Nan retires after 68 years of styles, dyes and decorating for the Queen
- Credit: Doreen Woor
Hairdressing isn't what it used to be, according to an 83-year-old Ipswich nan who is putting down the scissors after nearly 70 years of snipping and styling.
Doreen Woor, who owned a salon in Foxhall Road at the height of her hairdressing days, said she's been pushed into leaving the profession after breaking a wrist and a hip moving furniture taking down her Christmas decorations.
She started cutting hair properly when she was 15, but had wanted to be a hairdresser since she was about four years old.
It ran in the family, with an aunt working in the profession until she was 92.
She said: "Not to be big-headed but I was quite skilled. I was a pretty good hairdresser.
"Today's hairdressing isn't like I do, I don't think it's as interesting. It's colour and blow-dry, but I loved the styles. The pin-curls and backcombing and finger waves.
"I never really made money out of it, I did it because I loved it, but the prices I charged - I must have been mental."
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But Doreen wasn't in it for the money - for her the thanks came in the family feeling that she and her customers had.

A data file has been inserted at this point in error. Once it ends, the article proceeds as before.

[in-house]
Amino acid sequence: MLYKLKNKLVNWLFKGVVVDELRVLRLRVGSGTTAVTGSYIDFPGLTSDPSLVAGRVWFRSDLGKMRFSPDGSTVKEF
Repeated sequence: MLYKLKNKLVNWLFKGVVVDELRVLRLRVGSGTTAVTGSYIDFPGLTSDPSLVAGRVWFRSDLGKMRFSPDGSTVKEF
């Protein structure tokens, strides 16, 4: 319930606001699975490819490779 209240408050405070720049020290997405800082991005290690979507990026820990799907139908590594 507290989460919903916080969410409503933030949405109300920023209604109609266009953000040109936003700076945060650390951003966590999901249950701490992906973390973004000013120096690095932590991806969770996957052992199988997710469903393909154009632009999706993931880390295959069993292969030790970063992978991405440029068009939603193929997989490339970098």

"My customers became friends. Some of them came to my wedding and I hosted annual garden parties and pub meals with them.
"At one point I had more than 80 regular customers and we'd get the whole lot of us in my garden, singing songs - it was wonderful.
"I had my shop, Doreen's Hairstylists, for 30 years.
"I was most excited in 1977 when I dressed it all up for the Queen's Jubilee and the Queen stopped outside to have a look. I was proud of that, especially to get a wave from the Duke of Edinburgh."
Family is important for Doreen, who speaks highly of her daughter and son ("I don't know what I'd do without them"), her three grandchildren, four great-grandchildren and husband of 40 years, Ivan, who she describes as her "rock".
When she broke her wrist and hip just after Christmas, they rallied around and although she's frustrated with her lack of mobility, she's determined to recover and "get on with life".
"I don't know what's next. I'll really miss the hairdressing, I've never ever tired of it.
"I've kept one chair and a hairdryer and some lotions, but I only really have two friends I'd consider working with, so I don't know if I'll start again.
"But I'm happier than a lot of other people and it's given me a lovely life."